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Satisfying. - 87%

Empyreal, July 31st, 2011

Debut album for old school death metallers Disma, who are made up of guys in cool bands like Funebrarum and Incantation, even featuring Incantation’s long-ago vocalist Craig Pillard, who is back in full force to bellow more unearthly, cavernous delights upon our ears. This is just a seriously awesome, visceral punch to the balls, and it is as cool as it sounds from that pedigree. Towards the Megalith is just a quality album of riffy, crawling, addictive old school death that I keep coming back to.

This is quite a bit more accessible than your usual festering, filthy doom/death. Disma’s music is actually really catchy and the riffs are all constructed in a very traditional way, building on one another to create very propulsive and easy to listen to songs. I don’t often see death metal of this sort getting this accessible and enjoyable so easily, and it really makes Disma stand out among the pack. The focus is on playing one great riff after another rather than trying to evoke the sort of cavernous atmosphere that a lot of other revival bands try to do. Nothing wrong with that either, and atmosphere can be awesome, but I really like this album’s more straightforward approach.

And the riffs are just all so good, too – it’s like the band has a disease where they can’t stop writing awesome death metal riffs that punch, kick, bite and eviscerate alike. Pretty much every song has some twisted, churning riffs that don’t stop coming at you until the song ends, upon which you get even more in the next tune. And this isn’t one of those bands that just throws the same two or three riffs at you, either – these are very complex and interesting songs, and the longer ones unfold into very tight, intricate works, while still remaining brutal and uncompromising all the way. One of my favorite things about this is the production, which is just great – it’s heavy and dark, and it’s got this awesome bassy fuzz in the background of everything, making for a really smooth, river-like flow to everything and also some rollicking grooves that add to the enjoyment and hook factor.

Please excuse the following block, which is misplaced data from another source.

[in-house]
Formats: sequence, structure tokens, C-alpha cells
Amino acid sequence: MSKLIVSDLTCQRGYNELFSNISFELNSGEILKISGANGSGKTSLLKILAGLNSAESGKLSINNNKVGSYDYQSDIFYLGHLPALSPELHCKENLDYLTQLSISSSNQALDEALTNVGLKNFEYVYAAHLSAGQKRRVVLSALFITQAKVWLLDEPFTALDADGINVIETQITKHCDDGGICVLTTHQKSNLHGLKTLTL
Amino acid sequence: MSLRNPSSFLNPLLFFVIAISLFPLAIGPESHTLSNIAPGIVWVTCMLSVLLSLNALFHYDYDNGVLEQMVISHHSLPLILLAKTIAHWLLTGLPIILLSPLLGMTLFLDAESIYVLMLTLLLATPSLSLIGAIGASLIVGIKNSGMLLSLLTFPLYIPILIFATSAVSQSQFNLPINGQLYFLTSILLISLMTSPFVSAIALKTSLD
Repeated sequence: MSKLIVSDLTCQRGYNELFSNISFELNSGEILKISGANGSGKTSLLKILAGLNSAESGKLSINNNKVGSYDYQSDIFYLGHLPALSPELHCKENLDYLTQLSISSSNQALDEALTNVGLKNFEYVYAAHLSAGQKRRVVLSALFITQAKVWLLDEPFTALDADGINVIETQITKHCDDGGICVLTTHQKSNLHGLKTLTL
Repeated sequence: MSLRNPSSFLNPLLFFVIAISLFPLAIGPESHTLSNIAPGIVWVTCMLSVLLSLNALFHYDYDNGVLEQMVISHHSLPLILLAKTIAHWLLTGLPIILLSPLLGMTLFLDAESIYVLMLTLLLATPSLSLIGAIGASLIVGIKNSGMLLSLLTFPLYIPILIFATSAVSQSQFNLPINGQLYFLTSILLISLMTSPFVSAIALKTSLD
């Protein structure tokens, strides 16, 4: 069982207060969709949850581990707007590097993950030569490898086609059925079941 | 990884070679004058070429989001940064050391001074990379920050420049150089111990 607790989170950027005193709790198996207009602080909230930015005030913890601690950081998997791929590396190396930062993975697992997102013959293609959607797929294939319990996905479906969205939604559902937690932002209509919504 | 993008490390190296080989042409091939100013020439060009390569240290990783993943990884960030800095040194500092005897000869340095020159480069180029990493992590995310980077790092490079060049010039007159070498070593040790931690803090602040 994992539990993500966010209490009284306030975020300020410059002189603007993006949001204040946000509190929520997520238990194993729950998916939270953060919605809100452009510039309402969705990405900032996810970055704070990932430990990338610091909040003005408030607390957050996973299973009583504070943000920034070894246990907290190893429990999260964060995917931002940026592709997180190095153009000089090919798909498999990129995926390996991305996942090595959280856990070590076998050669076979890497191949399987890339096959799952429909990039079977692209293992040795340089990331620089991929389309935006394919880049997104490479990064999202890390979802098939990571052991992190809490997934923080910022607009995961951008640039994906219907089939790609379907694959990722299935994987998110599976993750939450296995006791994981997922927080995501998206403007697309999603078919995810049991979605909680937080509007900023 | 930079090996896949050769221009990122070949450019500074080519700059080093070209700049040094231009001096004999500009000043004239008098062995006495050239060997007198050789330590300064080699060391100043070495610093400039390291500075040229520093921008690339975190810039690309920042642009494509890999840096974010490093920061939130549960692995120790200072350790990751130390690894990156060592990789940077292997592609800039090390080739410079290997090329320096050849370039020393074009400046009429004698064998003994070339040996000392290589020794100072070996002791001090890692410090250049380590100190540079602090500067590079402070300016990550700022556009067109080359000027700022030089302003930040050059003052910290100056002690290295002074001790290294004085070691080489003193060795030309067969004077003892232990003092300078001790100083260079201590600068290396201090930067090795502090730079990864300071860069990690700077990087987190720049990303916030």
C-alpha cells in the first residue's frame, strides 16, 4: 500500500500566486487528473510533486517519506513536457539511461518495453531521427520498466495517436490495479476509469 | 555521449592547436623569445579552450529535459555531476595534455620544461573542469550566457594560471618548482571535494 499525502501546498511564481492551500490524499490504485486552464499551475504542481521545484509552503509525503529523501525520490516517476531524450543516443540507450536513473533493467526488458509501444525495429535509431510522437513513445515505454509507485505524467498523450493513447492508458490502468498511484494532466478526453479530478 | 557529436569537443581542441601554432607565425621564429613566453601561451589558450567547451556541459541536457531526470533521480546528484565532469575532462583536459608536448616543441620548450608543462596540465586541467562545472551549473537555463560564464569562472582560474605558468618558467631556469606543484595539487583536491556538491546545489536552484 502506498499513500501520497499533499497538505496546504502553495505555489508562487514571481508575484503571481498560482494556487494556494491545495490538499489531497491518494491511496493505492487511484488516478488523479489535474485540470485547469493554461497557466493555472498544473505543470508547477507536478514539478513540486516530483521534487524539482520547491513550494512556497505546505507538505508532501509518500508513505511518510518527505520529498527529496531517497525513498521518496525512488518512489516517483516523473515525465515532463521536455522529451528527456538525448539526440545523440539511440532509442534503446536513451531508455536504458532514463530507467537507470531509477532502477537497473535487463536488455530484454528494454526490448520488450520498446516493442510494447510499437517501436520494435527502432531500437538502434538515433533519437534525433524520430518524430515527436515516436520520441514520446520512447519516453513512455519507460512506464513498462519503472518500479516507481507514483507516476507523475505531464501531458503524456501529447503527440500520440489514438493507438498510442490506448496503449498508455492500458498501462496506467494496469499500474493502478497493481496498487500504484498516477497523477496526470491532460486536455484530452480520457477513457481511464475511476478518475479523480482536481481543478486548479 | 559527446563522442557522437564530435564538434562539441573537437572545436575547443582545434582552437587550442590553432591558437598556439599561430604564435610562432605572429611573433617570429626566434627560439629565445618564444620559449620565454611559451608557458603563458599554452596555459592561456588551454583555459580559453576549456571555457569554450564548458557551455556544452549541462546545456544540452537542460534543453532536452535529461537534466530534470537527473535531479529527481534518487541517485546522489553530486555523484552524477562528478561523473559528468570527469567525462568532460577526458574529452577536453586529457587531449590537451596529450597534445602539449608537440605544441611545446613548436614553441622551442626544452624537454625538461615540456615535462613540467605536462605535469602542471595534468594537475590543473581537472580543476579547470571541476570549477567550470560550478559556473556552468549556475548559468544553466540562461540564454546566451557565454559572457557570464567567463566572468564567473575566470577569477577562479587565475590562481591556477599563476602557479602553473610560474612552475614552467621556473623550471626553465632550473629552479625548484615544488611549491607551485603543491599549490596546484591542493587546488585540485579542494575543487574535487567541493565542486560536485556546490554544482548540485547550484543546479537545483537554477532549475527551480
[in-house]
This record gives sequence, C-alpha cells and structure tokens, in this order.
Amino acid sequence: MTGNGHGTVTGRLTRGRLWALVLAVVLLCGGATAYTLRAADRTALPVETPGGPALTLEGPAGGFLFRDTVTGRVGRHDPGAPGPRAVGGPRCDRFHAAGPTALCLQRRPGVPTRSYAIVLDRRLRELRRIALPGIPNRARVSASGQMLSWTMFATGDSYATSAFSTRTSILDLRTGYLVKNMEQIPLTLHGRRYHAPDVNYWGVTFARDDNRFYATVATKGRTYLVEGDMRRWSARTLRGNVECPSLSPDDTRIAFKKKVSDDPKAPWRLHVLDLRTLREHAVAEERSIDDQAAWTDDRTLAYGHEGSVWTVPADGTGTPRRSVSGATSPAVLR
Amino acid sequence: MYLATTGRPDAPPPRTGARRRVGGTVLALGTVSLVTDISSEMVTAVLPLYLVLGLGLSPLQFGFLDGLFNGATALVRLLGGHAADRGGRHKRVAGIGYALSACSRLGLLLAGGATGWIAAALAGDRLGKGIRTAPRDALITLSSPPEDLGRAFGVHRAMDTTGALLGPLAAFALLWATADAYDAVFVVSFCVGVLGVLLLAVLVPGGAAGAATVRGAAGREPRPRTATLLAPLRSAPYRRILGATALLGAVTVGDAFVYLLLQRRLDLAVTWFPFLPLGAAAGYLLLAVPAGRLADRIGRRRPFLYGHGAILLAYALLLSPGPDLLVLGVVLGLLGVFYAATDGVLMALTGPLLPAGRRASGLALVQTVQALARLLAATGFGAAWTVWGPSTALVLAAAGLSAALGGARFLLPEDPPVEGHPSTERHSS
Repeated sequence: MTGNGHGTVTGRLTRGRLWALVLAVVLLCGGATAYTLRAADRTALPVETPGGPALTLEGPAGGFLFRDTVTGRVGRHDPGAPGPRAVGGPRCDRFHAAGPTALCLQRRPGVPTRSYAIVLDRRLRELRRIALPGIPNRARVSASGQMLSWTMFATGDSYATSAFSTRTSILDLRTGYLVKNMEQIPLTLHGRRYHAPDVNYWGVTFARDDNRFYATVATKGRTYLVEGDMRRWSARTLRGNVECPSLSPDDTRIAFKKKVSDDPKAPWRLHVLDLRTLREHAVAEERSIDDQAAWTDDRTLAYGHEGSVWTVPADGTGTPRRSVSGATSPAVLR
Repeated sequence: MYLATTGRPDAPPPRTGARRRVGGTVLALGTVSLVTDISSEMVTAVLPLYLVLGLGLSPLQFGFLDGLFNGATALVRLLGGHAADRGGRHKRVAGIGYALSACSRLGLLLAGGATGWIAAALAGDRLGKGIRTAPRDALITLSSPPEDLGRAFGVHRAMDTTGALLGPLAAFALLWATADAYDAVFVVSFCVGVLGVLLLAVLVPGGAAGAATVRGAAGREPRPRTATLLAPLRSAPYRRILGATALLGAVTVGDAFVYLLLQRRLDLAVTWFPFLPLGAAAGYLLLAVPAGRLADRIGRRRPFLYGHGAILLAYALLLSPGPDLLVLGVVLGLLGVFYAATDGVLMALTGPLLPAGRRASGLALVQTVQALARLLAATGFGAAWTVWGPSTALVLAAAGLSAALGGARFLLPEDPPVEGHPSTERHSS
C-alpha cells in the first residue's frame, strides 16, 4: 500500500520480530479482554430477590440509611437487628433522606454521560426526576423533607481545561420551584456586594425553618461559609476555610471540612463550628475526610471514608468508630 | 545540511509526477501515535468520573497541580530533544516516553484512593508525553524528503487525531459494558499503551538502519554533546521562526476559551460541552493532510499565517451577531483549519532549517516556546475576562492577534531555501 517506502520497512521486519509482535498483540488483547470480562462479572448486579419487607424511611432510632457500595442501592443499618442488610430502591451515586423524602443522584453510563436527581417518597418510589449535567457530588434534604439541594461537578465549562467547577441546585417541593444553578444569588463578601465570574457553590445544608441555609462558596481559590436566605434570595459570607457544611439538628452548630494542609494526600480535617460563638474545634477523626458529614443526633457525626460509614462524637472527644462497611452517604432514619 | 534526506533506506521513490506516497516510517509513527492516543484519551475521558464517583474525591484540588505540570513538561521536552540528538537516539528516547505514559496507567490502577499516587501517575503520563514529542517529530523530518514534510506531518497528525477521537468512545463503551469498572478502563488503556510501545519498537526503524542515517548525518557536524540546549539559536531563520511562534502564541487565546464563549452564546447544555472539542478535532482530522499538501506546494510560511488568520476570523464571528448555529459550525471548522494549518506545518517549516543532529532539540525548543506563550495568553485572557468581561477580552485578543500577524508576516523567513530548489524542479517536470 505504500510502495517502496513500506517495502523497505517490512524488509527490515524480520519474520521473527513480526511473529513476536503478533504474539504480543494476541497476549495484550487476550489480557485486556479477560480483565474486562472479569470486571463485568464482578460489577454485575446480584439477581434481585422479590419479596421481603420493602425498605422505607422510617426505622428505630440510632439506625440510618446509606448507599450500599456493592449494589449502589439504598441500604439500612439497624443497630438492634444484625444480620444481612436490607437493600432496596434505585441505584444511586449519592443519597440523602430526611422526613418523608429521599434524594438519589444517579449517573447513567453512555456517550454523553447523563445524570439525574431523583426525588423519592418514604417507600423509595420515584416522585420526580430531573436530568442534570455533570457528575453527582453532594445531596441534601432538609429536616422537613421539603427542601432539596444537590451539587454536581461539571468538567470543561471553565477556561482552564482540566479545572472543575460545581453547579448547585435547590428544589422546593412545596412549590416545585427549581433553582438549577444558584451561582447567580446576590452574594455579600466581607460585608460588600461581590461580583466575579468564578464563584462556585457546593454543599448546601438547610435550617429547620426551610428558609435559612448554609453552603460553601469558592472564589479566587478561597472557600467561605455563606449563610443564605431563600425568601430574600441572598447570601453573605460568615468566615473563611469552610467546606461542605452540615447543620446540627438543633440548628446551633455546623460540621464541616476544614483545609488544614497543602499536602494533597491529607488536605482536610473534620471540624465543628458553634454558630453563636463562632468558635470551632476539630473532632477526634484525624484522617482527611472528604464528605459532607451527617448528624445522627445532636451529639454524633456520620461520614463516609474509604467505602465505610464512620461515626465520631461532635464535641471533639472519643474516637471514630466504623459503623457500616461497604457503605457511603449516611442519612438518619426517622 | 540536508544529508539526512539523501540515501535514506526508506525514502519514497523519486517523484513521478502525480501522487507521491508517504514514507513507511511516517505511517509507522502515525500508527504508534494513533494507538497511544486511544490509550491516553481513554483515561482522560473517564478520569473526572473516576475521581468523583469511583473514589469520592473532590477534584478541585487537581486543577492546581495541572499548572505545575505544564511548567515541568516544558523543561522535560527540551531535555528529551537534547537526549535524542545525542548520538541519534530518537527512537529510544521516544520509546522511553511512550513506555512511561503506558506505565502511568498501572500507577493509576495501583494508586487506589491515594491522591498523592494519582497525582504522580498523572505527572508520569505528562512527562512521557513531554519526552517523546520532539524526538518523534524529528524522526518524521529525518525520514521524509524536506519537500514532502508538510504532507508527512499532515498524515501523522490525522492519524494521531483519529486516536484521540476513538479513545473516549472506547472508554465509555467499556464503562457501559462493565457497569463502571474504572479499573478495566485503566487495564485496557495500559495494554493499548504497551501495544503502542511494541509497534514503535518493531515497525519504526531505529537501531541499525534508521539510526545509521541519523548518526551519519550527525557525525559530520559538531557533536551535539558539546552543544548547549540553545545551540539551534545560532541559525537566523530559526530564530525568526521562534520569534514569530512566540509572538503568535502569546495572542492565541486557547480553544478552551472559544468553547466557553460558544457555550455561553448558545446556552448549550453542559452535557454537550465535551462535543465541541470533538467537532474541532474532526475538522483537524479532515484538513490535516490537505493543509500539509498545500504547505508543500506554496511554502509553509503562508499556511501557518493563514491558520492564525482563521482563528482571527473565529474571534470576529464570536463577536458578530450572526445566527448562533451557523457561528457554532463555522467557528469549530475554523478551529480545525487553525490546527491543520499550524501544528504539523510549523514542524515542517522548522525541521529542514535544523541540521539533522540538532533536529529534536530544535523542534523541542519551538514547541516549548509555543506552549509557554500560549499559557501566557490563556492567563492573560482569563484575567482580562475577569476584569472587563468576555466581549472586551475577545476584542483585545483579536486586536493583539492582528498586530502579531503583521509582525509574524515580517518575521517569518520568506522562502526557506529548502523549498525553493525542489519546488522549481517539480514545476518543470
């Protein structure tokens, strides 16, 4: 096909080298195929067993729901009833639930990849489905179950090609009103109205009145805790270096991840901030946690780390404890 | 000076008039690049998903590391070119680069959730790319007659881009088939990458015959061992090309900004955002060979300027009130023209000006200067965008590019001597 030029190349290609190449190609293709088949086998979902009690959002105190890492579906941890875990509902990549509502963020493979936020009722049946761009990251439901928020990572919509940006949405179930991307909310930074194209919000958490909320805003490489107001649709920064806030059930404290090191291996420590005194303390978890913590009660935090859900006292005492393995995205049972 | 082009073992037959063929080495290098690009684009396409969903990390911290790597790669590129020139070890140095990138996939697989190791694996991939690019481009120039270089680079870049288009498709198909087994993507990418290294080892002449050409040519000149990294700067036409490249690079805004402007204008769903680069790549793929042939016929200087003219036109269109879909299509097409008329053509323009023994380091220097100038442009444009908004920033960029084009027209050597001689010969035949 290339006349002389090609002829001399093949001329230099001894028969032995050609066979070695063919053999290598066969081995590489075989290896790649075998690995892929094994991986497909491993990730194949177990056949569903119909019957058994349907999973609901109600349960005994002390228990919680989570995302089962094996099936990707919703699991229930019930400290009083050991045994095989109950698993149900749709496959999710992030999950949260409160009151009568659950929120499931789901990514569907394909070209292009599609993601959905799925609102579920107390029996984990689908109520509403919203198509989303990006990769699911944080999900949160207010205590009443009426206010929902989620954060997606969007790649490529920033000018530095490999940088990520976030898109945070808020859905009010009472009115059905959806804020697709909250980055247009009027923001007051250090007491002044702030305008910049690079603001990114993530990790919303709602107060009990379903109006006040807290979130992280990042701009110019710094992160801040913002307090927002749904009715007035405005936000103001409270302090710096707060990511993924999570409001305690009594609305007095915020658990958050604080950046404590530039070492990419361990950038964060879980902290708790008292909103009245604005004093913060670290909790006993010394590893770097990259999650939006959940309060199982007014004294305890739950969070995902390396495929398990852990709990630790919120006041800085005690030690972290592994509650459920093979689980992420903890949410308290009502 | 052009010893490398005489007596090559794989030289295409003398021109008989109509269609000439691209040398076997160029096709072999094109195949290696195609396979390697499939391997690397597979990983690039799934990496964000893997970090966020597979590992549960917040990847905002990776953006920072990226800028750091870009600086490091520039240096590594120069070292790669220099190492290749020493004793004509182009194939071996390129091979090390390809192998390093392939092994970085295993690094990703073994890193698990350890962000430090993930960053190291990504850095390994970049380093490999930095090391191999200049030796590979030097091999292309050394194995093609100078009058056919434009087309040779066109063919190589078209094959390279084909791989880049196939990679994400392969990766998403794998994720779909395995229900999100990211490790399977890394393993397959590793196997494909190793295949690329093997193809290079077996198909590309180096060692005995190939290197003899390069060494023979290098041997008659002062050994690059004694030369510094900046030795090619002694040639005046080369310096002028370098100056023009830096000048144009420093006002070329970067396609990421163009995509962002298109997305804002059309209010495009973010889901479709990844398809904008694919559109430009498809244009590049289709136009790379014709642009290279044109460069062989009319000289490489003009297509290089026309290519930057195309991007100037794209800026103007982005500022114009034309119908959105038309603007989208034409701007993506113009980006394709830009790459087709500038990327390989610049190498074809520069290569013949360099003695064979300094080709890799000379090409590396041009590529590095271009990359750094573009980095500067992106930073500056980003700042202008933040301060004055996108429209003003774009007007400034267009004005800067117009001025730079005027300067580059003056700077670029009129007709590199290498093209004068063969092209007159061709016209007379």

“Chaos Apparition” is a bit of a generic opener, but “Chasm of Oceanus” kicks things up in a big way with a rolling, calculated groove and some addictive hooks to boot. This song is followed up masterfully by awesome tunes like the winding “Spectral Domination,” the cool almost prog-ish arrangements on “Lost in the Burial Fog” and the sprawling, surmounting horror of “Vault of Membros,” which is the best song here. The final two songs aren't as strong as the mighty onslaught of tracks 2-6, but they're by no means bad either - just not as good as the really, really excellent stuff on here. Disma is a class act that I look forward to hearing more from in the future; highly recommended.

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